Participants were really positive about the audio tours website, with one user saying, “I really like that. It’s exactly the kind of information I’m looking for in a museum app,” and another stating, “I would spend more time here” now that she knew this information was available to her. Every single participant said that the website improved their experience at the museum, and seven out of eight said they would make use of the website if they returned to the museum.
However, many of the participants ran into similar challenges using the website. After coming back together to discuss our findings as a team, we came up with three recommendations for refinements to the website that would improve usability and create a more seamless experience for museum visitors.
Recommendation 1: Provide clearer instructions for wayfinding
One of the most common points of confusion was with wayfinding between objects in the guided audio tours. Users had difficulty following the directions provided and finding objects. In order to make it clearer for museum visitors, we made a series of recommendations:
- In images where multiple objects are depicted, add a highlight or box around the subject of the audio guide.
- Add icons or markers to help locate the object on a floor or in a gallery.
- Break up text directions into bullet points for more succinct step by step directions.
- Give the user navigation options. If the user is navigating between objects, give them information from one to another. If the user is starting from the beginning of the exhibit, provide them with another set of directions.
Recommendation 2: Change the color of the bottom navigation buttons
Users also had a tough time finding the navigation button that would take them to the search page. Some participants would scroll through the entire home page and would only notice the bottom navigation buttons after they reached the end of the page. Some users even confused the search icon that was part of the mobile Chrome browser for the website search.
We recommended changing the color of the buttons to make them more visible. The black of the current design tends to blend into the home page, making it difficult for users to spot. We also recommended changing the background color of the search page from blue to black, to create more consistency between pages on the website and to not create a situation where the blue buttons would blend into the blue background.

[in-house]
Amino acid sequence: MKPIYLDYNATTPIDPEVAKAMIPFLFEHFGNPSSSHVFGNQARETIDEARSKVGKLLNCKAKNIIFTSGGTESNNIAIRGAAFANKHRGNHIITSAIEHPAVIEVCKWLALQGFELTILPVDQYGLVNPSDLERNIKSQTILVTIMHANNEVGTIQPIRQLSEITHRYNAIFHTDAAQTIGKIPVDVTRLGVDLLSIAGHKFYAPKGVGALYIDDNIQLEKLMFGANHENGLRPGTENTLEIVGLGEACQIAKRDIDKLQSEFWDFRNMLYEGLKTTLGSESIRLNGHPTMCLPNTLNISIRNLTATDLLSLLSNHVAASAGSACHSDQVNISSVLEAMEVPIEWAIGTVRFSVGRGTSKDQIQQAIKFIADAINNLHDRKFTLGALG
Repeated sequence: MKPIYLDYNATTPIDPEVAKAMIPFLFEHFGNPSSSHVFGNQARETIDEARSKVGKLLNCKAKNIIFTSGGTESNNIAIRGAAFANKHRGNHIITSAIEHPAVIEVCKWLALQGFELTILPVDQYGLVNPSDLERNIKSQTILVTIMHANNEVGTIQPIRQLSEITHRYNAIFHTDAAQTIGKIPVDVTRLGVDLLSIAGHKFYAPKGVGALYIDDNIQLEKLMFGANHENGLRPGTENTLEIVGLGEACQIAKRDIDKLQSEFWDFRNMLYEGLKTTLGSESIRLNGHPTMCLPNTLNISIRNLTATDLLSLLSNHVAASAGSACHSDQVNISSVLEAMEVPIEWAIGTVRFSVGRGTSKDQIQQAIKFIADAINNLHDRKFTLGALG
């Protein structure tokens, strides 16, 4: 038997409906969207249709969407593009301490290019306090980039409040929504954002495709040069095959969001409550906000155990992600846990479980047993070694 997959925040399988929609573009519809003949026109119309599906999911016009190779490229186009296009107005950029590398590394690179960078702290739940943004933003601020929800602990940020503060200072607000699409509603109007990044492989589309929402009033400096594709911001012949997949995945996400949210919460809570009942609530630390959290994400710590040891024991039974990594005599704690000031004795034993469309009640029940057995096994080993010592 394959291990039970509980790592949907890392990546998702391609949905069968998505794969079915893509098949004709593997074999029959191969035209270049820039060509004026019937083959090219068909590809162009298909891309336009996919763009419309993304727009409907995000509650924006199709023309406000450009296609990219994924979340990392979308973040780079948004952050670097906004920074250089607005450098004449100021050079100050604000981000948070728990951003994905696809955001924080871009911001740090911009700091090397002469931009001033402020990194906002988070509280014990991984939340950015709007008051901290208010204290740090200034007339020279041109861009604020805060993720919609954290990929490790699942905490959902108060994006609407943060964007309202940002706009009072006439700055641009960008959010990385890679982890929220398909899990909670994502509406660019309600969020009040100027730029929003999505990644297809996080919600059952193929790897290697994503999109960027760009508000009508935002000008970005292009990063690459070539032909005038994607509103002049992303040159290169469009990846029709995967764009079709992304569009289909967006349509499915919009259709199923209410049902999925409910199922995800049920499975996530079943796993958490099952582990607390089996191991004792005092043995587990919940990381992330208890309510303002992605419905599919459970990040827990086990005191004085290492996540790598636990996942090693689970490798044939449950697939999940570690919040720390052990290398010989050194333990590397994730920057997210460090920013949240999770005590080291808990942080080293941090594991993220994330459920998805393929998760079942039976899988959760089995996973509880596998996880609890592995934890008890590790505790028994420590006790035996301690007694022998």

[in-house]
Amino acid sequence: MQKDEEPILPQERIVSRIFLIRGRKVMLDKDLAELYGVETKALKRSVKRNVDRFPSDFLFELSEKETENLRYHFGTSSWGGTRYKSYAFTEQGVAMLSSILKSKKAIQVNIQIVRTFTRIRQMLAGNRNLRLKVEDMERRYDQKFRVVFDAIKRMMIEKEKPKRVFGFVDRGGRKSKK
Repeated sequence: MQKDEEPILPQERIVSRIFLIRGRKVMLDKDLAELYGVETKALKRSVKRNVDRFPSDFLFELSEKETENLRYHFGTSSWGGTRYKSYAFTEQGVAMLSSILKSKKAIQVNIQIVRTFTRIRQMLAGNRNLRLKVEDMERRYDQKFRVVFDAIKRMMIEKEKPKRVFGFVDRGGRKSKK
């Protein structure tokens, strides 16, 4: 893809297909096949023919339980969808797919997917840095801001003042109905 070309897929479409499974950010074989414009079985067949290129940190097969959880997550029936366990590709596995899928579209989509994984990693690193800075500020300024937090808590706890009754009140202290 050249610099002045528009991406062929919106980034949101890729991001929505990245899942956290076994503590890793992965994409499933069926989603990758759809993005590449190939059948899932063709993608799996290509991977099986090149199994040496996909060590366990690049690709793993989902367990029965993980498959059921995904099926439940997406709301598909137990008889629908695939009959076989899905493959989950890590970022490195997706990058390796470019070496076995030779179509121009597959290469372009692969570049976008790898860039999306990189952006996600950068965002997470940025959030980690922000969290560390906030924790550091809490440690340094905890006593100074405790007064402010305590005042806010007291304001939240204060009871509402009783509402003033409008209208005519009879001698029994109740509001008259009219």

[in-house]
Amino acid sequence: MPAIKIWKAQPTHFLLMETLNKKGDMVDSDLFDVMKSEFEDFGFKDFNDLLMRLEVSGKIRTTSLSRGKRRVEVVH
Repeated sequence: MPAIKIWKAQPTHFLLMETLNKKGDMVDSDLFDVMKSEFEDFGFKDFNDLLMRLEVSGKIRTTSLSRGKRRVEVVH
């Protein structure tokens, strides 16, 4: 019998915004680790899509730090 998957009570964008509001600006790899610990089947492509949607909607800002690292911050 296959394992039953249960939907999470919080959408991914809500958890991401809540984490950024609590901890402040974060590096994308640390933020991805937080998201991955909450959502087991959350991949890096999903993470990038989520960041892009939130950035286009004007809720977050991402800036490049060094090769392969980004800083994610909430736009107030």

Recommendation 3: Make search result links more discoverable
Our final recommendation is to modify the way search result links are formatted. Users had a tough time figuring out how to play audio clips after they used the search function. It wasn’t immediately clear that the red text was meant to be a link.
We recommended adding a circle around the play button icon to make it more obvious, and the add an underline for the text to make use of the overall web understanding that links are underlined. These would provide users with more clues on where to click for more information.
The team put together a full report of our methods and findings, and created a presentation to communicate what we learned with JiaJia and Carlos. In our discussion, Carlos was enthusiastic about our suggestions. These had been problems the team at the JM had noticed before, but our testing was able to provide real experiences and insights into what was happening on the user’s end.
In some ways, it felt like the flexibility to let users deviate from plan yielded some of the best observations and insights. Our job was to build a framework for the test with our scripted tasks and let them fill in the rest. Letting them wander and get stuck showed us how they really wanted to use the product, which allowed us to make recommendations that would most benefit them in the end.